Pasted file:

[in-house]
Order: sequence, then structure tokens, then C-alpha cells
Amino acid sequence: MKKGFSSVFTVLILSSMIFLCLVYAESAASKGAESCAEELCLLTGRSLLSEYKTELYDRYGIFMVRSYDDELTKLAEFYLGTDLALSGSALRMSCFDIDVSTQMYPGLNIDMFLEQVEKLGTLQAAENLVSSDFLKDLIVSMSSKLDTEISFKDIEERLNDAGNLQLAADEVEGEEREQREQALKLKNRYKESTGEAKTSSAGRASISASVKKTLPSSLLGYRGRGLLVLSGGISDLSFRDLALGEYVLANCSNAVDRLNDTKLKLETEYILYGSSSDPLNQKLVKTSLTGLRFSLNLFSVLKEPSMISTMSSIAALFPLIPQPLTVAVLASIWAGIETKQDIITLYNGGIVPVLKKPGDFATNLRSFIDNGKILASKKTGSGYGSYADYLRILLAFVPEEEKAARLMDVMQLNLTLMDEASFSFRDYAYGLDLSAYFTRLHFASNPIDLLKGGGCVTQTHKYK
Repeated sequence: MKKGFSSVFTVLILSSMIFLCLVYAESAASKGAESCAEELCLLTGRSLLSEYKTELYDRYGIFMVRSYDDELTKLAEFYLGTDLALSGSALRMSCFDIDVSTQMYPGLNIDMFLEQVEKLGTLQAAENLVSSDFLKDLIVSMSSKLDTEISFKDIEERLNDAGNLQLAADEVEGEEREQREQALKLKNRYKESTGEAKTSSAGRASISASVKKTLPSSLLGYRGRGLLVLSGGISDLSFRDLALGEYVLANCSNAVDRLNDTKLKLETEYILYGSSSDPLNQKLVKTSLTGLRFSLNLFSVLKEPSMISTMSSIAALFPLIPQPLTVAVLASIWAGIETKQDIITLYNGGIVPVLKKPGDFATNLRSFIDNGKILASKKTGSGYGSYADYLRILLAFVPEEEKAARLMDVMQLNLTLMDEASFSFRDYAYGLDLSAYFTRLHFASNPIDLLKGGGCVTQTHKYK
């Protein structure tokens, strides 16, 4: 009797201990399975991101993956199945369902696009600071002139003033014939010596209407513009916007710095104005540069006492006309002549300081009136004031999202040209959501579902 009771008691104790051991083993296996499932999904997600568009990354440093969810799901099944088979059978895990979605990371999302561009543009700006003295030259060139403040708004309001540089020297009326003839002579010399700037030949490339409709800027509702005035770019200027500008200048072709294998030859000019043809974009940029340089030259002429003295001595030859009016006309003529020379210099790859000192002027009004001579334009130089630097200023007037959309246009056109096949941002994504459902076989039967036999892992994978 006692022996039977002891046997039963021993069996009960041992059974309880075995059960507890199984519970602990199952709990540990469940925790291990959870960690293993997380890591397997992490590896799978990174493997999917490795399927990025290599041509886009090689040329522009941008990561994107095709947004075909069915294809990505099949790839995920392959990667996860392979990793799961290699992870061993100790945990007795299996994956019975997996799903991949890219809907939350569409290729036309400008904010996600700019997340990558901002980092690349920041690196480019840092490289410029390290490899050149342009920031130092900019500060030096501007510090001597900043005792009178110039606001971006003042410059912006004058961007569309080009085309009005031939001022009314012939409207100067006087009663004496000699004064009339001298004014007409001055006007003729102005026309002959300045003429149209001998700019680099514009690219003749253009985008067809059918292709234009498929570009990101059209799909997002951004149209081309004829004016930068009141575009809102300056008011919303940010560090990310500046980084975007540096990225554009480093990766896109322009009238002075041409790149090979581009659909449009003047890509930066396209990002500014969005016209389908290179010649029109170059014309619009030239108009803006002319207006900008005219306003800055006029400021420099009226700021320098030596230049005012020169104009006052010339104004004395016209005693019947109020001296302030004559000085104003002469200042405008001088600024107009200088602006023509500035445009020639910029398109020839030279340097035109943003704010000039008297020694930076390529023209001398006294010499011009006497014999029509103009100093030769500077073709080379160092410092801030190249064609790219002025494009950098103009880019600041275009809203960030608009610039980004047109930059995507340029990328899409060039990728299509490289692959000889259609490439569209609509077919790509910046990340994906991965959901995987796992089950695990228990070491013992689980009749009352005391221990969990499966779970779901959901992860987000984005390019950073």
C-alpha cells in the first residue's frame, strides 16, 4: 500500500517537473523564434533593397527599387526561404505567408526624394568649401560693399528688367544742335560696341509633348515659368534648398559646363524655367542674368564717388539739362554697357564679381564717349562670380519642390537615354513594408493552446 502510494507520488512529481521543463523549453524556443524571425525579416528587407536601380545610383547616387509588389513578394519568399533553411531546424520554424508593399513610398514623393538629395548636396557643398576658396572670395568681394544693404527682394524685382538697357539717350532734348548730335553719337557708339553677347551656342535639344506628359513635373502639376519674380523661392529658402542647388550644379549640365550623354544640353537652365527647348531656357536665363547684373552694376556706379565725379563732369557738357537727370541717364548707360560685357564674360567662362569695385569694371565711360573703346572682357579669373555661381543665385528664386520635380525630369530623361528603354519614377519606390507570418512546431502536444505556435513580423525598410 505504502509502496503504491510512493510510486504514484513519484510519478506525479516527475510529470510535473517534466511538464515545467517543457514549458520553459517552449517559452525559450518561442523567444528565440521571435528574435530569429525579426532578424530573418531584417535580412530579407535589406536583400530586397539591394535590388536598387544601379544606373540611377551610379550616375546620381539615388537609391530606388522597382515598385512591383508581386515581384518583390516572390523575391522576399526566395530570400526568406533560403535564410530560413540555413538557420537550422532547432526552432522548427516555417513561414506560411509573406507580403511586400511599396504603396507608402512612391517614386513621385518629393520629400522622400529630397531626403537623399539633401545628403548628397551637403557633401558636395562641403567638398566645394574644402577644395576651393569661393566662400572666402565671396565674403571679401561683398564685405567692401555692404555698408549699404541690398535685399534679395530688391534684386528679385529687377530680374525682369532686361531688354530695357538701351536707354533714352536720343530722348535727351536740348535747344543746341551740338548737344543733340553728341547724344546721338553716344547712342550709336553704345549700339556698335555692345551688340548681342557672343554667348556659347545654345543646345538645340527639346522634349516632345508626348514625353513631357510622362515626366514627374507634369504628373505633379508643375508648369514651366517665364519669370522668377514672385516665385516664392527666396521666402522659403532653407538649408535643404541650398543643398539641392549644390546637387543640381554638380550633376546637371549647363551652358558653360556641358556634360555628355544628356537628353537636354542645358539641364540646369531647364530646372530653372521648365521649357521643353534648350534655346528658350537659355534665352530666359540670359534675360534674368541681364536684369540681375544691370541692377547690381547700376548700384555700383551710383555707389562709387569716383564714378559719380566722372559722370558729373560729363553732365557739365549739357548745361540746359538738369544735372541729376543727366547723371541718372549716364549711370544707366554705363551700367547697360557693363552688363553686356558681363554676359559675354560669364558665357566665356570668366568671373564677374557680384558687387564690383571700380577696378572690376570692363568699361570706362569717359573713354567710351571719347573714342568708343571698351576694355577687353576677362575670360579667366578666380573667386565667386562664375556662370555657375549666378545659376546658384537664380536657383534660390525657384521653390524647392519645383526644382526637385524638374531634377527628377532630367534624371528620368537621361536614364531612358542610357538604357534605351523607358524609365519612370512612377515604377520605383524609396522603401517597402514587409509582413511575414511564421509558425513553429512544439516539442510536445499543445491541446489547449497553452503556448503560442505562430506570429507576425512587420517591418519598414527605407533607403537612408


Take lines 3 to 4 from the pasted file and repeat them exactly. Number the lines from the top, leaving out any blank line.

Amino acid sequence: MKKGFSSVFTVLILSSMIFLCLVYAESAASKGAESCAEELCLLTGRSLLSEYKTELYDRYGIFMVRSYDDELTKLAEFYLGTDLALSGSALRMSCFDIDVSTQMYPGLNIDMFLEQVEKLGTLQAAENLVSSDFLKDLIVSMSSKLDTEISFKDIEERLNDAGNLQLAADEVEGEEREQREQALKLKNRYKESTGEAKTSSAGRASISASVKKTLPSSLLGYRGRGLLVLSGGISDLSFRDLALGEYVLANCSNAVDRLNDTKLKLETEYILYGSSSDPLNQKLVKTSLTGLRFSLNLFSVLKEPSMISTMSSIAALFPLIPQPLTVAVLASIWAGIETKQDIITLYNGGIVPVLKKPGDFATNLRSFIDNGKILASKKTGSGYGSYADYLRILLAFVPEEEKAARLMDVMQLNLTLMDEASFSFRDYAYGLDLSAYFTRLHFASNPIDLLKGGGCVTQTHKYK
Repeated sequence: MKKGFSSVFTVLILSSMIFLCLVYAESAASKGAESCAEELCLLTGRSLLSEYKTELYDRYGIFMVRSYDDELTKLAEFYLGTDLALSGSALRMSCFDIDVSTQMYPGLNIDMFLEQVEKLGTLQAAENLVSSDFLKDLIVSMSSKLDTEISFKDIEERLNDAGNLQLAADEVEGEEREQREQALKLKNRYKESTGEAKTSSAGRASISASVKKTLPSSLLGYRGRGLLVLSGGISDLSFRDLALGEYVLANCSNAVDRLNDTKLKLETEYILYGSSSDPLNQKLVKTSLTGLRFSLNLFSVLKEPSMISTMSSIAALFPLIPQPLTVAVLASIWAGIETKQDIITLYNGGIVPVLKKPGDFATNLRSFIDNGKILASKKTGSGYGSYADYLRILLAFVPEEEKAARLMDVMQLNLTLMDEASFSFRDYAYGLDLSAYFTRLHFASNPIDLLKGGGCVTQTHKYK